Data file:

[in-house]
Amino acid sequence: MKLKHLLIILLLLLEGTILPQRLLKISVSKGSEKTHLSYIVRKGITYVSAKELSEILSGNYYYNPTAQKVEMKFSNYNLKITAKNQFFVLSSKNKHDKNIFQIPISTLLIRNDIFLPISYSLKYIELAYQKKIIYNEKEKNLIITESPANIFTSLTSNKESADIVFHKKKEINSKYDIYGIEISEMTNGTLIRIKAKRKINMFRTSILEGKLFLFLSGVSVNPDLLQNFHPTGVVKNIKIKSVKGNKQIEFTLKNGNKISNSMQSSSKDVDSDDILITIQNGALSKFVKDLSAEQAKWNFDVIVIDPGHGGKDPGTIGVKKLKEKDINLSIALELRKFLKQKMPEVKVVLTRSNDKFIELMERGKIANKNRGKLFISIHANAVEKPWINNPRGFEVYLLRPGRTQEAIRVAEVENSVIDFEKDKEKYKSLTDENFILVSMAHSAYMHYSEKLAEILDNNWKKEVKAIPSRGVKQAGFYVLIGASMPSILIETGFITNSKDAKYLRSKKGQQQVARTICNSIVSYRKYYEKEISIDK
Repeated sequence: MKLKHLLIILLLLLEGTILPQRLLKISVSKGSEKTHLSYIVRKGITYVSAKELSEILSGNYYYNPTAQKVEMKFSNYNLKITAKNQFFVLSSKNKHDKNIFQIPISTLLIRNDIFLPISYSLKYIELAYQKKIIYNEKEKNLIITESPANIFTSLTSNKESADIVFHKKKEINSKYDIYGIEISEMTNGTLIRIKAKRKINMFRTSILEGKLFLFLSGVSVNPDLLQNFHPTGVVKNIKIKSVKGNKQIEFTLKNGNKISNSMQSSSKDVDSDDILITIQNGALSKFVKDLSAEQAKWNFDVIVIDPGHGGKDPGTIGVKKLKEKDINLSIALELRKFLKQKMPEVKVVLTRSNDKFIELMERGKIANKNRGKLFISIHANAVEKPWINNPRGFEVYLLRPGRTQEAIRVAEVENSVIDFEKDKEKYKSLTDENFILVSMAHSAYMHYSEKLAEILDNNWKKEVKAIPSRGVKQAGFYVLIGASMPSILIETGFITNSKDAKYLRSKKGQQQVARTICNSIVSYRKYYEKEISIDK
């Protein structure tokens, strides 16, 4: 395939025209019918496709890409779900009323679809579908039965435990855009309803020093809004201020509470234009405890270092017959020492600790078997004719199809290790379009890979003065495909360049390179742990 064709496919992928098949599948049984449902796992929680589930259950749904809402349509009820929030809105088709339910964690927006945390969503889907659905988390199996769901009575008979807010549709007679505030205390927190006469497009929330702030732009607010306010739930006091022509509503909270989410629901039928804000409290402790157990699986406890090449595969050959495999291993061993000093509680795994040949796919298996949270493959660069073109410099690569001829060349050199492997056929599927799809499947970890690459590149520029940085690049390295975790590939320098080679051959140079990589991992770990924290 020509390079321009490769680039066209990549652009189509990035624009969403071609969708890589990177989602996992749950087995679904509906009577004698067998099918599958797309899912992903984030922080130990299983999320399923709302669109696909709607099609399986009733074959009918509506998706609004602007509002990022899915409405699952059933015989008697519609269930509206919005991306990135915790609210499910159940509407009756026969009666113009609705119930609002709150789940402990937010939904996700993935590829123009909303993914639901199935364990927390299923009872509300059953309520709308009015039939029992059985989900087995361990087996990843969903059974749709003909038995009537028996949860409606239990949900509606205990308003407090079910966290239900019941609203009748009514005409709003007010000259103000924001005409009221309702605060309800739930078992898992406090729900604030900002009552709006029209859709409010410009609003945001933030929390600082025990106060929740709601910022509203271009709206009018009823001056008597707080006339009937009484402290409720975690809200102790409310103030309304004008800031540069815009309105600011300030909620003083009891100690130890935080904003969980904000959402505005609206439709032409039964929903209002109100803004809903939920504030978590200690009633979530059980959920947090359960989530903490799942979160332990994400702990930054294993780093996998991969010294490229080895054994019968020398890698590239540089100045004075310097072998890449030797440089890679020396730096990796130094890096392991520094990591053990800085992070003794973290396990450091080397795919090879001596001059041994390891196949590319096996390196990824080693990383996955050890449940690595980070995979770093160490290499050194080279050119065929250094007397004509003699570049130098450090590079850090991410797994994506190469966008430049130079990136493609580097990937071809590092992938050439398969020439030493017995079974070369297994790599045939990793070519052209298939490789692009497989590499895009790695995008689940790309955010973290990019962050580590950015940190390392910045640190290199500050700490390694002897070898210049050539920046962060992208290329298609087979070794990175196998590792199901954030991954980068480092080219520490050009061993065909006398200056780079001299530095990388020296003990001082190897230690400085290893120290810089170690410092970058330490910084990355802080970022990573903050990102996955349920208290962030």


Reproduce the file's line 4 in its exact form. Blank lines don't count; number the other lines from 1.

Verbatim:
């Protein structure tokens, strides 16, 4: 395939025209019918496709890409779900009323679809579908039965435990855009309803020093809004201020509470234009405890270092017959020492600790078997004719199809290790379009890979003065495909360049390179742990 064709496919992928098949599948049984449902796992929680589930259950749904809402349509009820929030809105088709339910964690927006945390969503889907659905988390199996769901009575008979807010549709007679505030205390927190006469497009929330702030732009607010306010739930006091022509509503909270989410629901039928804000409290402790157990699986406890090449595969050959495999291993061993000093509680795994040949796919298996949270493959660069073109410099690569001829060349050199492997056929599927799809499947970890690459590149520029940085690049390295975790590939320098080679051959140079990589991992770990924290 020509390079321009490769680039066209990549652009189509990035624009969403071609969708890589990177989602996992749950087995679904509906009577004698067998099918599958797309899912992903984030922080130990299983999320399923709302669109696909709607099609399986009733074959009918509506998706609004602007509002990022899915409405699952059933015989008697519609269930509206919005991306990135915790609210499910159940509407009756026969009666113009609705119930609002709150789940402990937010939904996700993935590829123009909303993914639901199935364990927390299923009872509300059953309520709308009015039939029992059985989900087995361990087996990843969903059974749709003909038995009537028996949860409606239990949900509606205990308003407090079910966290239900019941609203009748009514005409709003007010000259103000924001005409009221309702605060309800739930078992898992406090729900604030900002009552709006029209859709409010410009609003945001933030929390600082025990106060929740709601910022509203271009709206009018009823001056008597707080006339009937009484402290409720975690809200102790409310103030309304004008800031540069815009309105600011300030909620003083009891100690130890935080904003969980904000959402505005609206439709032409039964929903209002109100803004809903939920504030978590200690009633979530059980959920947090359960989530903490799942979160332990994400702990930054294993780093996998991969010294490229080895054994019968020398890698590239540089100045004075310097072998890449030797440089890679020396730096990796130094890096392991520094990591053990800085992070003794973290396990450091080397795919090879001596001059041994390891196949590319096996390196990824080693990383996955050890449940690595980070995979770093160490290499050194080279050119065929250094007397004509003699570049130098450090590079850090991410797994994506190469966008430049130079990136493609580097990937071809590092992938050439398969020439030493017995079974070369297994790599045939990793070519052209298939490789692009497989590499895009790695995008689940790309955010973290990019962050580590950015940190390392910045640190290199500050700490390694002897070898210049050539920046962060992208290329298609087979070794990175196998590792199901954030991954980068480092080219520490050009061993065909006398200056780079001299530095990388020296003990001082190897230690400085290893120290810089170690410092970058330490910084990355802080970022990573903050990102996955349920208290962030």